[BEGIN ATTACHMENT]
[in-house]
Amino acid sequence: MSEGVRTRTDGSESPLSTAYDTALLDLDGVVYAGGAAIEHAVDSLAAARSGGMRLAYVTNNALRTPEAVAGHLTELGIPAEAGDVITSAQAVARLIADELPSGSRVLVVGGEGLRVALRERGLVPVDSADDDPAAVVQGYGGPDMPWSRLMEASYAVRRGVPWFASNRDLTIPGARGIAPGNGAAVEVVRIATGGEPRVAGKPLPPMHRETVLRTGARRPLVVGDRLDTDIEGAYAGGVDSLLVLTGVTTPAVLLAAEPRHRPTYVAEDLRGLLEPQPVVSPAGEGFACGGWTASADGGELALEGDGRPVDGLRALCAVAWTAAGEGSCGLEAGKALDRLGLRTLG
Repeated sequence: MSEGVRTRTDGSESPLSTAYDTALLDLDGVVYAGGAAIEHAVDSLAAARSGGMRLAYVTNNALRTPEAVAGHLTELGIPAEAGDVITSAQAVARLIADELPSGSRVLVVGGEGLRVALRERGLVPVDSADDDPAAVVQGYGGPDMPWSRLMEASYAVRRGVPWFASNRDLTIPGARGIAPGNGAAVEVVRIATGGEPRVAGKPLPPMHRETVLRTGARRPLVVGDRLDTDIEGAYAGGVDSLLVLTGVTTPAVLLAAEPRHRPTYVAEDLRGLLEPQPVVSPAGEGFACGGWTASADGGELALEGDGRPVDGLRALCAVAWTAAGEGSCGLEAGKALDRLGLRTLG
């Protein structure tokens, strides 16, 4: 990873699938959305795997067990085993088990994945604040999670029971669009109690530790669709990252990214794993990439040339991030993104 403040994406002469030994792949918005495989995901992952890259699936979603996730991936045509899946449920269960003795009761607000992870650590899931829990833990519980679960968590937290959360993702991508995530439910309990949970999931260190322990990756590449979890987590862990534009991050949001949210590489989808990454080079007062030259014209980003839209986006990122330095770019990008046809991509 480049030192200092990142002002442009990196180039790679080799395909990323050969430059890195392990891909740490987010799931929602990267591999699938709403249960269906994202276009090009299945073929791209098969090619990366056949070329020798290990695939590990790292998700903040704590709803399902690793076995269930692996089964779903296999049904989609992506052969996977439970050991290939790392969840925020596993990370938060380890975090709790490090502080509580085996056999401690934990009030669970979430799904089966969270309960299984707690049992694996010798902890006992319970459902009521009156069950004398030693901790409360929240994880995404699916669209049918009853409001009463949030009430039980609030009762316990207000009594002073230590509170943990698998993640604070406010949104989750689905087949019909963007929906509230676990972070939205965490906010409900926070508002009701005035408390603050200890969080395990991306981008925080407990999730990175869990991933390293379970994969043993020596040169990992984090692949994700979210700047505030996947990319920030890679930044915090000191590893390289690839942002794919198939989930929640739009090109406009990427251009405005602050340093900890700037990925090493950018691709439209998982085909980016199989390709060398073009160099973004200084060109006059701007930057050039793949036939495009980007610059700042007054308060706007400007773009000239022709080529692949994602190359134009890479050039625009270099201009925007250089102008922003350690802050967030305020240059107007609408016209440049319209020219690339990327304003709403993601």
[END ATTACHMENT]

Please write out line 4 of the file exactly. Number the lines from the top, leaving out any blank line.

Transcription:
């Protein structure tokens, strides 16, 4: 990873699938959305795997067990085993088990994945604040999670029971669009109690530790669709990252990214794993990439040339991030993104 403040994406002469030994792949918005495989995901992952890259699936979603996730991936045509899946449920269960003795009761607000992870650590899931829990833990519980679960968590937290959360993702991508995530439910309990949970999931260190322990990756590449979890987590862990534009991050949001949210590489989808990454080079007062030259014209980003839209986006990122330095770019990008046809991509 480049030192200092990142002002442009990196180039790679080799395909990323050969430059890195392990891909740490987010799931929602990267591999699938709403249960269906994202276009090009299945073929791209098969090619990366056949070329020798290990695939590990790292998700903040704590709803399902690793076995269930692996089964779903296999049904989609992506052969996977439970050991290939790392969840925020596993990370938060380890975090709790490090502080509580085996056999401690934990009030669970979430799904089966969270309960299984707690049992694996010798902890006992319970459902009521009156069950004398030693901790409360929240994880995404699916669209049918009853409001009463949030009430039980609030009762316990207000009594002073230590509170943990698998993640604070406010949104989750689905087949019909963007929906509230676990972070939205965490906010409900926070508002009701005035408390603050200890969080395990991306981008925080407990999730990175869990991933390293379970994969043993020596040169990992984090692949994700979210700047505030996947990319920030890679930044915090000191590893390289690839942002794919198939989930929640739009090109406009990427251009405005602050340093900890700037990925090493950018691709439209998982085909980016199989390709060398073009160099973004200084060109006059701007930057050039793949036939495009980007610059700042007054308060706007400007773009000239022709080529692949994602190359134009890479050039625009270099201009925007250089102008922003350690802050967030305020240059107007609408016209440049319209020219690339990327304003709403993601």